Jayant Bhandari the host of the highly acclaimed Capitalism & Morality sits down with Maurice Jackson of Proven & Probable to discuss Fanaticism, Novo ResourcesIrving Resources, and Arbitrage Opportunities. Mr. Bhandari shares with listeners a growing concern he sees in India with religious fanaticism and the affects it will have on the country.  Comparisons are made with Pakistan, which took the same path and has resulted in the lack of reasoning now being demonstrated in these societies.  We shift the conversation onto two quality issuers Novo and Irving Resources.  Jayant shares with listeners why these two companies will continue to remain his biggest portfolio positions. Mr. Bhandari then conveys two arbitrage opportunities that have his attention at the moment.  We then return to geopolitical events unfolding in Iran.  Finally, we disclose the details of Capitalism and Morality.  An action-packed interview!

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TRANSCRIPT

Maurice Jackson:

Welcome to Proven and Probable where we focus on metals, mining, and more. I’m your host, Maurice Jackson.

Where today, we will discuss fanaticism, Novo ResourcesIrving Resources, and arbitrage opportunities.

Joining us is Jayant Bhandari, the host of the highly acclaimed Capitalism and Morality, and a prominent sought-out advisor to institutional investors.

Mr. Bhandari, welcome to the show, sir.

Jayant Bhandari:

Thank you very much for having me, Maurice.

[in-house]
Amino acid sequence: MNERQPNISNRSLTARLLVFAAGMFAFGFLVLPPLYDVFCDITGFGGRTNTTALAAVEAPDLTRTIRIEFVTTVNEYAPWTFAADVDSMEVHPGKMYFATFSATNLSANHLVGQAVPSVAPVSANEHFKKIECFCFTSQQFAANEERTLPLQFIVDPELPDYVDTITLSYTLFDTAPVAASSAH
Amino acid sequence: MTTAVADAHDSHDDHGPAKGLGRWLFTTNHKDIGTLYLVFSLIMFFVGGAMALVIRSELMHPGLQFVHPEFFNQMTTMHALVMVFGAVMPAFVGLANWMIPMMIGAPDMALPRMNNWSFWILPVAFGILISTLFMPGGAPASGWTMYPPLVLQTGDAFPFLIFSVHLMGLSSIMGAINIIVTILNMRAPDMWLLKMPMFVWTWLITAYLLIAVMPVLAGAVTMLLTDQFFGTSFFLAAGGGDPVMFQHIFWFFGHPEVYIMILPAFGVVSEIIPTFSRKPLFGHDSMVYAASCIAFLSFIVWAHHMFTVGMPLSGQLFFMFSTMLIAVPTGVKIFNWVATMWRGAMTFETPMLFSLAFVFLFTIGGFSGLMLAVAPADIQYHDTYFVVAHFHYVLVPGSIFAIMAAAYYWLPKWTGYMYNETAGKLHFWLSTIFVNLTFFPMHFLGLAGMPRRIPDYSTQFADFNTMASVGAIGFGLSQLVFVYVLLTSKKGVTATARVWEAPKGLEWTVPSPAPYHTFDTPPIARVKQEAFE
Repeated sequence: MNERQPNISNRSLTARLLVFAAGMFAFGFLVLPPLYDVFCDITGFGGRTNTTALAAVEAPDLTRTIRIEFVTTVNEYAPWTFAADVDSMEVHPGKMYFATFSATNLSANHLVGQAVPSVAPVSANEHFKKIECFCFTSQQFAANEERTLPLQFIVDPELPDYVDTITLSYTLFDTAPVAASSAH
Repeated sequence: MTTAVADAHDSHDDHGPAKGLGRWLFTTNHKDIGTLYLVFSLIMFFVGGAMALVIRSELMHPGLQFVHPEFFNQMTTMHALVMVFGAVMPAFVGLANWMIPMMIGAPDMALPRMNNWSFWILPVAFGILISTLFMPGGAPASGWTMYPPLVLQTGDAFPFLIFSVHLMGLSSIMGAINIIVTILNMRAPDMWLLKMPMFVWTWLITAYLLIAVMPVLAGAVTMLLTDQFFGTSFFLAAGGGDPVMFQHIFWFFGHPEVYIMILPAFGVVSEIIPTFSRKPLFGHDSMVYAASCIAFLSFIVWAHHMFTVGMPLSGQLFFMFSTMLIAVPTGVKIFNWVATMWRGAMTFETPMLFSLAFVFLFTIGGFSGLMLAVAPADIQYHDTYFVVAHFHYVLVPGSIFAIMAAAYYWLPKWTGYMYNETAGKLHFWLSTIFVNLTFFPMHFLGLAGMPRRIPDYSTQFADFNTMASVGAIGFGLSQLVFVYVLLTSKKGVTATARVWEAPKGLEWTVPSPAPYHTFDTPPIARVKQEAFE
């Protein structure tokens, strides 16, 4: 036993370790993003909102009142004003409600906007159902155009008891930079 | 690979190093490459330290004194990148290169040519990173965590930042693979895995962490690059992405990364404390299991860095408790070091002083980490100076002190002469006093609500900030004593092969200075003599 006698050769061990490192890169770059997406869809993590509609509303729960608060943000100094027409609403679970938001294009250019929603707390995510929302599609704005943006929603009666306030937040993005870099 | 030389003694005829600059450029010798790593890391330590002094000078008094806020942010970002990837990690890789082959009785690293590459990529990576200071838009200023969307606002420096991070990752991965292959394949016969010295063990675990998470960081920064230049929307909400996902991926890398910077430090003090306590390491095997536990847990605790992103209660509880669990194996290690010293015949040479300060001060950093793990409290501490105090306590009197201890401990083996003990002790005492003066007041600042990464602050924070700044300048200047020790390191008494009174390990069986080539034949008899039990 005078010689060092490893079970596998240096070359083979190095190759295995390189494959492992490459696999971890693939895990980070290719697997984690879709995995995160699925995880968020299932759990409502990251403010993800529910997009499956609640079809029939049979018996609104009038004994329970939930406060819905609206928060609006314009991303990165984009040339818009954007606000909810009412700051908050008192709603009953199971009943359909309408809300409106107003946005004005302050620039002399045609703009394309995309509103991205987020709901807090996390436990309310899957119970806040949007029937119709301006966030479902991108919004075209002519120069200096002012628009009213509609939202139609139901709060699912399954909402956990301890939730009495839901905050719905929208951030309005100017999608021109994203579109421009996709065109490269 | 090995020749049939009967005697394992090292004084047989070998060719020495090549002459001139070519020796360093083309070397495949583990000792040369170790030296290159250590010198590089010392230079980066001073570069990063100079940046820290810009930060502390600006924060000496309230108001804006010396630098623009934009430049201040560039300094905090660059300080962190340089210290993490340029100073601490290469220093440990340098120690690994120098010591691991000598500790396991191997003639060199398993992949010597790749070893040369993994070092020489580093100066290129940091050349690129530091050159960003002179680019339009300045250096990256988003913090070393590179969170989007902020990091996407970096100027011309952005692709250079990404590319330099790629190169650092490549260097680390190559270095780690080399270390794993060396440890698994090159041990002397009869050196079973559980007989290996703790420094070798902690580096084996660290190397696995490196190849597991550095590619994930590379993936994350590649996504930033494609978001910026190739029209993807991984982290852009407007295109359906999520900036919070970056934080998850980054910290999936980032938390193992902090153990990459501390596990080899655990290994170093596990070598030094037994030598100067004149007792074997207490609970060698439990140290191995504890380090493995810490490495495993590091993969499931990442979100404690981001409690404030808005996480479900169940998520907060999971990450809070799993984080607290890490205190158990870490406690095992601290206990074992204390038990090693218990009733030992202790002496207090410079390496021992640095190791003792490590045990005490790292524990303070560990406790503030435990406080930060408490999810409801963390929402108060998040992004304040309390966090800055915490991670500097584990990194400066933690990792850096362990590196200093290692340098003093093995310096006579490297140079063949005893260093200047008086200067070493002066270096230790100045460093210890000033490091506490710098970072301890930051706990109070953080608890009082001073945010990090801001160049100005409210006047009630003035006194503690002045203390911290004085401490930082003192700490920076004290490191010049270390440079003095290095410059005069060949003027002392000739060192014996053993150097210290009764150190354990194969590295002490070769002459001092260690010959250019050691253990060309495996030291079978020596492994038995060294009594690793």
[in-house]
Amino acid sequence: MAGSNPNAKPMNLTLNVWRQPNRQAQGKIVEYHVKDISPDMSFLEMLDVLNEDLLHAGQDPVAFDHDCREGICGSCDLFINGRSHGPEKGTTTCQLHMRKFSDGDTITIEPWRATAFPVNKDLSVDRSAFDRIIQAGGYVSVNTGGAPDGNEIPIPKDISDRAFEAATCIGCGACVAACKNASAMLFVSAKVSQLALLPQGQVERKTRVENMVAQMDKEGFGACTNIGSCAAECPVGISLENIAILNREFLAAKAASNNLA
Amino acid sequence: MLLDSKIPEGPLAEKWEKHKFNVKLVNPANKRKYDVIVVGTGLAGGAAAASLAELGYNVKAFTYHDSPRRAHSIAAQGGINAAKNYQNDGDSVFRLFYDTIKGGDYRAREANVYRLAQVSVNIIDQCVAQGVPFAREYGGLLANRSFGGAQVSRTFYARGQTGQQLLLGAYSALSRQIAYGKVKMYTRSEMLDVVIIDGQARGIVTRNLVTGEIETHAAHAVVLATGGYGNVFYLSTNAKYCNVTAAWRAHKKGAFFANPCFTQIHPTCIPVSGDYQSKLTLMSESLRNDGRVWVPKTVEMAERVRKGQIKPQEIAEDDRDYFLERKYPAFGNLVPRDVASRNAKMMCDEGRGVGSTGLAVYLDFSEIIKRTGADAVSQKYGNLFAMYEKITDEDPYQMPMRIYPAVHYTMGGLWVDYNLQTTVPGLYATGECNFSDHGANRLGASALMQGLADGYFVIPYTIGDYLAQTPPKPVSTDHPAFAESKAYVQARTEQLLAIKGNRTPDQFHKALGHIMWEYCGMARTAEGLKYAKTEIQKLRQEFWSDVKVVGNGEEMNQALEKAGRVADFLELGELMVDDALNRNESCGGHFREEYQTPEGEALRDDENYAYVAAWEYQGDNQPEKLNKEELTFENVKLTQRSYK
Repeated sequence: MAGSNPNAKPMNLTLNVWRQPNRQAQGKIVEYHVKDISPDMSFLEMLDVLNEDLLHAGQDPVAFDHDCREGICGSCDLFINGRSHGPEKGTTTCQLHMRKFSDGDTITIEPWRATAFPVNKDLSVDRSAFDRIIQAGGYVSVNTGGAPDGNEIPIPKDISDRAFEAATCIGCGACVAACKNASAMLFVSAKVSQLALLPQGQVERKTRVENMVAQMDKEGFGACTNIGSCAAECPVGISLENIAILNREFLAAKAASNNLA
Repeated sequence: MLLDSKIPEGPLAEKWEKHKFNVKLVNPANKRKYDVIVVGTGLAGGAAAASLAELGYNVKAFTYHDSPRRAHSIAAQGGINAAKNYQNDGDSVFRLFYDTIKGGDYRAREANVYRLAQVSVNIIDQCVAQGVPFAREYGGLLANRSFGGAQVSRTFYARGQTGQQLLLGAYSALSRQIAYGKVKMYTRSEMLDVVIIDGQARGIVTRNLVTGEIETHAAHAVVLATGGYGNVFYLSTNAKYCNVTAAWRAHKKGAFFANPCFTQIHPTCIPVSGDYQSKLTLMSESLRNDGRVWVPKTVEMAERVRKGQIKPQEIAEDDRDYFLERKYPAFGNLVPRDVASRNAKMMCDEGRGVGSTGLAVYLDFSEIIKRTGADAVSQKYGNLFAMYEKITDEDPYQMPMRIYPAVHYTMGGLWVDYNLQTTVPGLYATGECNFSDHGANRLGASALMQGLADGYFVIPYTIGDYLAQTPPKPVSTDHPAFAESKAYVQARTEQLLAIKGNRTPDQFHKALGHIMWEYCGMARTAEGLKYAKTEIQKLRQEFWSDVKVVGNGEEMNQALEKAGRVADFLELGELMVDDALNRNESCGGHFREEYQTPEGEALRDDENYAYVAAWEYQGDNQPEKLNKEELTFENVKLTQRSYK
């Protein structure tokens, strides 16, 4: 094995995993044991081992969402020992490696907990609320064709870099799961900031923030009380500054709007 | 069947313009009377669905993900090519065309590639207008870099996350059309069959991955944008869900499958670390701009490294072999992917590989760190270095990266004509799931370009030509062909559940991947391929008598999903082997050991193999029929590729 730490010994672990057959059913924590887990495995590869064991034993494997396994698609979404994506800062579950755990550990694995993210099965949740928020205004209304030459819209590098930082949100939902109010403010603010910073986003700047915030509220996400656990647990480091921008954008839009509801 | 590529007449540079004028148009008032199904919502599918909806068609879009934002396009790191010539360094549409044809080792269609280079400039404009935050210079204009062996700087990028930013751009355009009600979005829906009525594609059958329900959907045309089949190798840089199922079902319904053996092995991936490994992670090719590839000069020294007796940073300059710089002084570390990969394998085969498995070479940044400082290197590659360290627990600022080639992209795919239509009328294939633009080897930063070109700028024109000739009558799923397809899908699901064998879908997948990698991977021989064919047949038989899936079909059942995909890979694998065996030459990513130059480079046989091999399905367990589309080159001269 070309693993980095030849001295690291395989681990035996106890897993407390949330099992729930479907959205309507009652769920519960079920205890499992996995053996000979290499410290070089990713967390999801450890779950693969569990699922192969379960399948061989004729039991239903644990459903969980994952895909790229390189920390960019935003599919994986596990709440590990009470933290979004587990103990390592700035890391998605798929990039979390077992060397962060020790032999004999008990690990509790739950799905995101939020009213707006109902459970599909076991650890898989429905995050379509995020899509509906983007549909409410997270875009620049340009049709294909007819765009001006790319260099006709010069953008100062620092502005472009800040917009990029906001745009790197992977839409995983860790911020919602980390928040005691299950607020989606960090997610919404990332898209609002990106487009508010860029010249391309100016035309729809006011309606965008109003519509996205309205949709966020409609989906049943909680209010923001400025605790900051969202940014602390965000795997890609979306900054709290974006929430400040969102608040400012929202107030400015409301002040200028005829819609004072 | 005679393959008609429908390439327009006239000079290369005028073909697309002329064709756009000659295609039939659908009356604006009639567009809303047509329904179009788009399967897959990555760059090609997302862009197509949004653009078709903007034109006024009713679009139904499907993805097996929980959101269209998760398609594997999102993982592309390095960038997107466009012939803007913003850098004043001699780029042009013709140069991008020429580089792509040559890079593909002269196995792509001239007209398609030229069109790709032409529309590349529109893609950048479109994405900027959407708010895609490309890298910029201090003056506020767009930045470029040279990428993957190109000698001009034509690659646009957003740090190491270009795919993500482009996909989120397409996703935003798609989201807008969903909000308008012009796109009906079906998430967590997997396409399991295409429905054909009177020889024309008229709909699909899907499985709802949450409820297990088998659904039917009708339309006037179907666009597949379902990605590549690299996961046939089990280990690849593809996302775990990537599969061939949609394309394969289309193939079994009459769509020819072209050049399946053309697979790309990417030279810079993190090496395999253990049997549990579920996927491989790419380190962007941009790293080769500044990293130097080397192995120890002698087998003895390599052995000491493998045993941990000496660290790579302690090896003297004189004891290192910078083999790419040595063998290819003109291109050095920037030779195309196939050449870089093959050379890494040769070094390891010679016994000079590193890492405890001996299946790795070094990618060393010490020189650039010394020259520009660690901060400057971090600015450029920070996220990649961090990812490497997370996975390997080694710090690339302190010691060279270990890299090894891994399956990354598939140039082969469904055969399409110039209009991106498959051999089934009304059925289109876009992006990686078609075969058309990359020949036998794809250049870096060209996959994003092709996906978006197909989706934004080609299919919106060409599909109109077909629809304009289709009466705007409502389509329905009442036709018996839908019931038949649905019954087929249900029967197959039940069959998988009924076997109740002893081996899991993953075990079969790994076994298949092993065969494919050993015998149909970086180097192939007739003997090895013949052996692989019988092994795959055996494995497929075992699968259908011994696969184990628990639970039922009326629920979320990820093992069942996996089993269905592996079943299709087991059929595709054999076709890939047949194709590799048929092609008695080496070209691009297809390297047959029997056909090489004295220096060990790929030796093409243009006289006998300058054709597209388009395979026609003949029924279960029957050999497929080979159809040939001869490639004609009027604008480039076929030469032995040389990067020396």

Maurice Jackson:

Jayant, during our last conversation, we highlighted geopolitical events that were concerning you in Zimbabwe. Today, I want to shift the focus to a place where you’re familiar with, and that is India. You and I were having a discussion offline about your concerns with Hindu fanaticism that I thought would be good for you to share with our audience. Now, you’re currently in India. Tell us what you see unfolding there, and why we should be concerned.

Jayant Bhandari:

Maurice, I am absolutely petrified looking at what’s been happening in India. The cancer of religious fanaticism is spreading very rapidly in this country. Also, if you try to understand, and the international media tries to subdue information on what’s actually happening in this region, fanaticism in the Middle East, and Pakistan, and Bangladesh has resulted into horrendous consequences. Religious fanaticism whether that this Islamic, or Hindu fanaticism, or event Buddhist fanaticism pretty much destroys some part of the brain, which means that these people become virtually incapable of ever learning the concept of reason.

If you look at what’s been happening in Pakistan, Pakistan was a relatively liberal country in the 1980s. Pakistanis were relatively well-respected in the international society. In the late ’80s, they started imposing Sharia Law in the country that changed the constitution of Pakistan into an Islamic constitution. Today, I communicate with a lot of Pakistanis, actually, are people who don’t believe in religion anymore, but they communicate with me, and they tell me that if they ever told anyone that they do not believe in their religion anymore, their throats would be split by their own family members.